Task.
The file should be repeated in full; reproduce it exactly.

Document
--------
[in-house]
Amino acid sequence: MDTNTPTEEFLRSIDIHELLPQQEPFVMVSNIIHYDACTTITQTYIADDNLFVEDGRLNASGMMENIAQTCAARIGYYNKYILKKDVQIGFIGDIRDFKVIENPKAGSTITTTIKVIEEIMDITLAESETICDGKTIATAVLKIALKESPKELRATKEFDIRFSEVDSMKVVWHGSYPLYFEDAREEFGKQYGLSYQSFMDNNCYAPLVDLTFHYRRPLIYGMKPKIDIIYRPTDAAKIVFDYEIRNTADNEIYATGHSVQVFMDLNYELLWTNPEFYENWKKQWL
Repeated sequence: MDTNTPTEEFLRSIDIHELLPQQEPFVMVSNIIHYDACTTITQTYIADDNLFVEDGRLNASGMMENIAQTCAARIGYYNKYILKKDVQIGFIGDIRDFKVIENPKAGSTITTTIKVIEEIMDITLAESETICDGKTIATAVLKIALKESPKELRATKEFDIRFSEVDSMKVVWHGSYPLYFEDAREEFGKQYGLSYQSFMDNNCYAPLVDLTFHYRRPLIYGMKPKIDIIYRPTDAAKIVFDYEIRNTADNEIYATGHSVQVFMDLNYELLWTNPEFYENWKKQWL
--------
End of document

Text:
[in-house]
Amino acid sequence: MDTNTPTEEFLRSIDIHELLPQQEPFVMVSNIIHYDACTTITQTYIADDNLFVEDGRLNASGMMENIAQTCAARIGYYNKYILKKDVQIGFIGDIRDFKVIENPKAGSTITTTIKVIEEIMDITLAESETICDGKTIATAVLKIALKESPKELRATKEFDIRFSEVDSMKVVWHGSYPLYFEDAREEFGKQYGLSYQSFMDNNCYAPLVDLTFHYRRPLIYGMKPKIDIIYRPTDAAKIVFDYEIRNTADNEIYATGHSVQVFMDLNYELLWTNPEFYENWKKQWL
Repeated sequence: MDTNTPTEEFLRSIDIHELLPQQEPFVMVSNIIHYDACTTITQTYIADDNLFVEDGRLNASGMMENIAQTCAARIGYYNKYILKKDVQIGFIGDIRDFKVIENPKAGSTITTTIKVIEEIMDITLAESETICDGKTIATAVLKIALKESPKELRATKEFDIRFSEVDSMKVVWHGSYPLYFEDAREEFGKQYGLSYQSFMDNNCYAPLVDLTFHYRRPLIYGMKPKIDIIYRPTDAAKIVFDYEIRNTADNEIYATGHSVQVFMDLNYELLWTNPEFYENWKKQWL